Detection of people in military and security context images
An autonomous person-detection solution could help alert surveillance operators to potential issues, reducing the cognitive burden and achieving more with less manpower.
A major challenge to the use of aerial platforms for gathering intelligence is the restricted line of sight in cluttered and congested urban environments. It is likely that ground-based acquisition systems will become more prevalent in future operations, exploiting new and emerging electro-optic surveillance technologies. Recent operations in Northern Ireland, Iraq, and Afghanistan by British forces and in Somalia by US troops have shown that for ground forces to fight effectively in built-up areas, or to act as aids to the civil power, they must have access to current and pertinent intelligence about potential threats.
Previous research detecting objects in images has employed computer vision feature descriptors, such as histograms of oriented gradients (HOG) using the support vector machine (SVM) approach (learning models with algorithms for data and pattern analysis).1 Although this method is robust in detecting persons in images of limited quality, it fails in cases where the individual is partially occluded or overlaps with another subject.
To address this challenge, we considered how a person could be partly hidden by physical structures, by handling personal infantry weapons, or by the tactical pose they had adopted.2 We applied current computer vision techniques to achieve reliable detections within 2D images by investigating an approach described by Felzenszwalb and coworkers.3 This technique is based on the construction of cascaded, non-linear classifiers from part-based deformable models. In contrast to the HOG-SVM1 method based on a hard decision algorithm, this new approach uses a probabilistic framework for object class detection. The published improvements in detection performance compared to existing methods (reduced false positives and false negatives) in the presence of partial occlusion show that this approach holds promise. Figure 1 depicts an example problem and solution as described by a bounding box and classification.
We first evaluated the baseline performance of this approach using 170 images of 345 labeled and upright pedestrians at different scales, orientations, actions, and degrees of occlusion within the Penn-Fudan image data set.4 Then, in 431 images, we established how well the method detected experienced volunteers undertaking low-level infantry tactics or innocent civilian activities in the open, and when obscured by structures.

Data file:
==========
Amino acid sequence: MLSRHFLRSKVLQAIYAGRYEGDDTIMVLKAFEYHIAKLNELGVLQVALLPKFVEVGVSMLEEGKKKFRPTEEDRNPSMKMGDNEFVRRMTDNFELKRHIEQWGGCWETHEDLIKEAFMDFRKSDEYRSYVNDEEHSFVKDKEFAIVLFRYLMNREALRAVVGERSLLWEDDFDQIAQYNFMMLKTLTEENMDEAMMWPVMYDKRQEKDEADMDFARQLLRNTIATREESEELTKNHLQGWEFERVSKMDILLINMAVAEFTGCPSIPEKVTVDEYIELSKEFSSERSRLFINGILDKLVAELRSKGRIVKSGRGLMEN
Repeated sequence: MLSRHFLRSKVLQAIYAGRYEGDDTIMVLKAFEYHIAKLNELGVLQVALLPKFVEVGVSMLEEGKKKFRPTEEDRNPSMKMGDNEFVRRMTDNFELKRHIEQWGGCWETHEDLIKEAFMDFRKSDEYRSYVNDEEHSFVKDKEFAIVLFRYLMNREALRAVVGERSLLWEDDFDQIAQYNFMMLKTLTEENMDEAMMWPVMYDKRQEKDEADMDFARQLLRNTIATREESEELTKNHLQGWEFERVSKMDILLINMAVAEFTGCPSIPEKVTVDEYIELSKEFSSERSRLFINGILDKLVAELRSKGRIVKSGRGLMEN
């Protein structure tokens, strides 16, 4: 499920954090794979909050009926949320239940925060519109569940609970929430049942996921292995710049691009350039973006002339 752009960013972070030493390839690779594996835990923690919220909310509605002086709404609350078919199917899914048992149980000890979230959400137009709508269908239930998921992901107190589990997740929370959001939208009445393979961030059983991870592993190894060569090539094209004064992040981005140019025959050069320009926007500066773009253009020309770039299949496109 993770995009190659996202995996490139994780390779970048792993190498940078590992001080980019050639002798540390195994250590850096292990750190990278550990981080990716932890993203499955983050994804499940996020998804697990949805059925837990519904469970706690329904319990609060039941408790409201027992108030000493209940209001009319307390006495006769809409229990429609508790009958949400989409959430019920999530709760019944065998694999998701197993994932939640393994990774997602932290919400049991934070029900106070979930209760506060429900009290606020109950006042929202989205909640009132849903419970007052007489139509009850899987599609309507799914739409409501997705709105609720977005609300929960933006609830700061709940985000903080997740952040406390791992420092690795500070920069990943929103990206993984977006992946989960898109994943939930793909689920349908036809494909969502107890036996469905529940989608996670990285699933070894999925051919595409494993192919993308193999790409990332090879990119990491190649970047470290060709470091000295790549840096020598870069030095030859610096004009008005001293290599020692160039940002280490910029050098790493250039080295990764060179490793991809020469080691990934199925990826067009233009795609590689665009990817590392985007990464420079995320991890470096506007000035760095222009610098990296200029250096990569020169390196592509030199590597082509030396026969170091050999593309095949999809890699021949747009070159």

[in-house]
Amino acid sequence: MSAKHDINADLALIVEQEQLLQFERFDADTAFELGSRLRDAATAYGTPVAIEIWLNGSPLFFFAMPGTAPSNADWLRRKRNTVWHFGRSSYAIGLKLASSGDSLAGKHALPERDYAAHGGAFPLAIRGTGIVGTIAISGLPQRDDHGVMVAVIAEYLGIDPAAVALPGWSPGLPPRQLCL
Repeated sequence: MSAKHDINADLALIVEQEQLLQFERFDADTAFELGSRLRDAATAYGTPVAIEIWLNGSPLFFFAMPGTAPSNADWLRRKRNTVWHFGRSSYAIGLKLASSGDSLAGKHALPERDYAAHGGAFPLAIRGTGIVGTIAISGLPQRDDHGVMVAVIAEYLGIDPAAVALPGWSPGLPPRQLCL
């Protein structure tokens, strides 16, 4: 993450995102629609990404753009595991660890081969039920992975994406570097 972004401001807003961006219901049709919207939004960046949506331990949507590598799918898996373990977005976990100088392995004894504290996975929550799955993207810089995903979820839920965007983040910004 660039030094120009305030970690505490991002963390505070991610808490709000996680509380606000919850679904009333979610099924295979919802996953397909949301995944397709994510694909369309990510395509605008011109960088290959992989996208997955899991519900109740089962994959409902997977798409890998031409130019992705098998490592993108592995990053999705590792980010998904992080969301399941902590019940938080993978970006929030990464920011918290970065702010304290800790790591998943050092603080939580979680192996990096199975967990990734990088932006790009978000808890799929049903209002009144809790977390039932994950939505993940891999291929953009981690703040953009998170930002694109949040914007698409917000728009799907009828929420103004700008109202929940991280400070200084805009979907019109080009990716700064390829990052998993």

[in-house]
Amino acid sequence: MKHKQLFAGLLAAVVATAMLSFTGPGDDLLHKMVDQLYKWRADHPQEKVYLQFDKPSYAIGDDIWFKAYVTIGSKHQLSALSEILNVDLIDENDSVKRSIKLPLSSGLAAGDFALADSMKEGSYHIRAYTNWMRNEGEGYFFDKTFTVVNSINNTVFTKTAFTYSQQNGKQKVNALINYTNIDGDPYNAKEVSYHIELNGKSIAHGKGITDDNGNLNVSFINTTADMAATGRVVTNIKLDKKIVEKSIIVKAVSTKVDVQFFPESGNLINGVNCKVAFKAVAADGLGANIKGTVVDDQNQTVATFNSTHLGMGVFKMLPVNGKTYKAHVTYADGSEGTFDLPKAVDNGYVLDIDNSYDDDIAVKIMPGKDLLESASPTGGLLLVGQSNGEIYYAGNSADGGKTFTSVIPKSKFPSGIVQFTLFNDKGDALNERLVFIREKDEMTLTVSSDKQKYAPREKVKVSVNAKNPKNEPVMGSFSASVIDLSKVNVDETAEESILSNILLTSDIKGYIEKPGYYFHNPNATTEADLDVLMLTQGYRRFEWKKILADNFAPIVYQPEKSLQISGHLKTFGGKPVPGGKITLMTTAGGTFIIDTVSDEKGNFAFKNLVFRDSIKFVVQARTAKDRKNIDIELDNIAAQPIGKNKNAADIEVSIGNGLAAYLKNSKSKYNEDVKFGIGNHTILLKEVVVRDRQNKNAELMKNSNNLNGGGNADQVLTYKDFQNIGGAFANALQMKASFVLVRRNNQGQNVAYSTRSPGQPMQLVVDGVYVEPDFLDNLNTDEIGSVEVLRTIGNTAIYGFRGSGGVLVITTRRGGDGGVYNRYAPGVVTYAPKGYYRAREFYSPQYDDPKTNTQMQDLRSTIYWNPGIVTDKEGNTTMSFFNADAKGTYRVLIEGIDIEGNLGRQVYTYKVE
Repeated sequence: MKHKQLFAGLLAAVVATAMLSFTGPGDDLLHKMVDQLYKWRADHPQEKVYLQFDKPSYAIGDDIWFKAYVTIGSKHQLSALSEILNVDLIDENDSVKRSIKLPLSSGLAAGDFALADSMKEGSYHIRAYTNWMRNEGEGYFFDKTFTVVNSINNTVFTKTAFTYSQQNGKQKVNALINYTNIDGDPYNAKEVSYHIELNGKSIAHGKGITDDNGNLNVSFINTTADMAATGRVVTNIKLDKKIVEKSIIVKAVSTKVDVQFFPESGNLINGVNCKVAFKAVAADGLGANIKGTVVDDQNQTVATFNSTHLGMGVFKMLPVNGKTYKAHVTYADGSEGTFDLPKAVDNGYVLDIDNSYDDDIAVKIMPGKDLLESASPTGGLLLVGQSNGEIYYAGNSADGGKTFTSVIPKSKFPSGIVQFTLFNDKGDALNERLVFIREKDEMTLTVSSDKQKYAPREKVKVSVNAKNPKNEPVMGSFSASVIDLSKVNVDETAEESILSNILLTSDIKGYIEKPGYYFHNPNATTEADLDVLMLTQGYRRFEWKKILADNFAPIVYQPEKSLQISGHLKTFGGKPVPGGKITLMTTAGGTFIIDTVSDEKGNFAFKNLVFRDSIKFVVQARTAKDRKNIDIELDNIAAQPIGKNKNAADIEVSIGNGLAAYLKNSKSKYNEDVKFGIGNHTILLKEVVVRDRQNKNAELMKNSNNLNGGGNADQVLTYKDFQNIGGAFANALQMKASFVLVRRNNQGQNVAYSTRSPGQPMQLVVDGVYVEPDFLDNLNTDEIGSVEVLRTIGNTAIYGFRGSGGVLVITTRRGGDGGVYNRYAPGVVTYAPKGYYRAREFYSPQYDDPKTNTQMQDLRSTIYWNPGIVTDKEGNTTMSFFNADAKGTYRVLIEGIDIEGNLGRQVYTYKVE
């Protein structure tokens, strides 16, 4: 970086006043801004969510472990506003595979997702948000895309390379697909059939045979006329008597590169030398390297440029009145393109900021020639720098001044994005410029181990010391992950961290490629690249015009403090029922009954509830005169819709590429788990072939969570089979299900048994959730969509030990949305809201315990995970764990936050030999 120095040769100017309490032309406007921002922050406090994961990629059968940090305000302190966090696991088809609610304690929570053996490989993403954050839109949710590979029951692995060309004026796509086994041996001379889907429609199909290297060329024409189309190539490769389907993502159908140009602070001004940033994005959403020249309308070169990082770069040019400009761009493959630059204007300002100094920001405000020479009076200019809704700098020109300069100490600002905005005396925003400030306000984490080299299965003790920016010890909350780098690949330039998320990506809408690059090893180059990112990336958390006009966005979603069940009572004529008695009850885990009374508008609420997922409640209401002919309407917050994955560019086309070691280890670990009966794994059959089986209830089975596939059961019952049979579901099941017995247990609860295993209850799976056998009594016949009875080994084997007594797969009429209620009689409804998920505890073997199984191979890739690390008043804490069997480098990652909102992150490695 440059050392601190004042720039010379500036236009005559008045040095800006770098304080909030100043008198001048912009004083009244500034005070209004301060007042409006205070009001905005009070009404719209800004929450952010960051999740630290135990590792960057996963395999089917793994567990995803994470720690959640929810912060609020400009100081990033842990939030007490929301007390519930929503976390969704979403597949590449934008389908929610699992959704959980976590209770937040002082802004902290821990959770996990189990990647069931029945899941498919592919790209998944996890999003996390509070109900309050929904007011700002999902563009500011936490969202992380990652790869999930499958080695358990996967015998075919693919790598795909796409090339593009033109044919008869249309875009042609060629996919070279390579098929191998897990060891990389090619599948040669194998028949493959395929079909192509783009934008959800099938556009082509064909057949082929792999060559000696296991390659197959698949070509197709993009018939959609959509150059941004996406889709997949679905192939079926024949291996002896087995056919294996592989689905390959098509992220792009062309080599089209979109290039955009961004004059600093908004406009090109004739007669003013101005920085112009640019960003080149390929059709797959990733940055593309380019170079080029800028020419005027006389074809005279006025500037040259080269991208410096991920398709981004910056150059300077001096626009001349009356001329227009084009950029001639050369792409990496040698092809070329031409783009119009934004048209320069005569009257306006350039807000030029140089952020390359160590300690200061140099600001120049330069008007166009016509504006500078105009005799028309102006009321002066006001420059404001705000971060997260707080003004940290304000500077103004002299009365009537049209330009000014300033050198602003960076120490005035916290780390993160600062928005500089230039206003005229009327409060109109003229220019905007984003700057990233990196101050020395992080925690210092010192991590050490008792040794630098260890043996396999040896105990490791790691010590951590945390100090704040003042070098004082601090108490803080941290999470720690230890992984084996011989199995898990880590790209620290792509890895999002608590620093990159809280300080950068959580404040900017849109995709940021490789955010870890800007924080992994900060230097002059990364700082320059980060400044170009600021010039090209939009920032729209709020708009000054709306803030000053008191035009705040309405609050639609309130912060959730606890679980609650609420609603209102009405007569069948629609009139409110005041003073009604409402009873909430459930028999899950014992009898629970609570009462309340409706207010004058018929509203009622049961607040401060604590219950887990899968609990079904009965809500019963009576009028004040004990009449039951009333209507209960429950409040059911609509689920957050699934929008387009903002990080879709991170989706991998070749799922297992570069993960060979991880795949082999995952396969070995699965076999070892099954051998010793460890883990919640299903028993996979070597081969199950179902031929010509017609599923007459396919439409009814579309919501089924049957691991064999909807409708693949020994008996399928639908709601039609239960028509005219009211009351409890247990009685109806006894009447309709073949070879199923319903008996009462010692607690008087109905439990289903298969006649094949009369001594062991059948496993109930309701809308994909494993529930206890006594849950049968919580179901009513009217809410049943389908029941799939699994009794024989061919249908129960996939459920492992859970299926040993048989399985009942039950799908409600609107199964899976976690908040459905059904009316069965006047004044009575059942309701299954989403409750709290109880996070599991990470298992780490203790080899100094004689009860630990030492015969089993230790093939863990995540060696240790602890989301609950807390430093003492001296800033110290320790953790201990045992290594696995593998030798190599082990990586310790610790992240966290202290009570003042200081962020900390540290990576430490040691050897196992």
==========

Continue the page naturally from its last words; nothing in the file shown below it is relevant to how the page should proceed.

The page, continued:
We identified detections in each image by a bounding box and a confidence score corresponding to the classifier's assessment of a person's presence within the box. If a box registered the ground truth presence of a person, then it was defined as a true positive detection, otherwise it was regarded as a false positive. Based on the confidence score we were able to filter the results to obtain a desirable performance and a trade-off between the rate of false and true positives. We defined false negative detections when the overlap with the ground truth annotations was less than 50%. Figure 2 depicts examples of positive results. Figure 3 shows two false negatives. (Blue box = ground truth. Red box = detection.)
Our findings concluded that the method of Felzenszwalb and coworkers3 could potentially provide a useful person detection tool, yielding a precision of approximately 70% for a recall rate of around 85% when applied to our military and security context imagery. We are continuing to work on improving detection speed per image, which is currently between 5 and 10 seconds, depending on processor performance and image pixel resolution.
Bounding the location of people in a scene could enable us to apply emerging 2D pose classification algorithms to identify both the likely activity and the possible intent. Our work is now focused on further improving detection by tracking, and through the use of background removal for those applications using fixed cameras.
This research was supported by the Defence Science and Technology Laboratory, UK.
Tom Shannon is an ex-infantry field officer with more than 30 years' experience as a practicing chartered professional engineer, medical physicist, and computer vision scientist. His focus is on clinical and machine vision applications applied to the analysis of human motion and shape.
Ben Wiltshire has worked in the defense industry for 10 years developing and testing algorithms for a wide range of applications, including command and control software, missile guidance systems, and image analysis, while also completing a PhD in remote sensing and computer vision.
Emmet Spier has 15 years of experience in industry and academia developing computer vision and machine learning systems. Recently he was a lead engineer for a new motion imagery exploitation tool, and technical lead for several defense enterprise projects.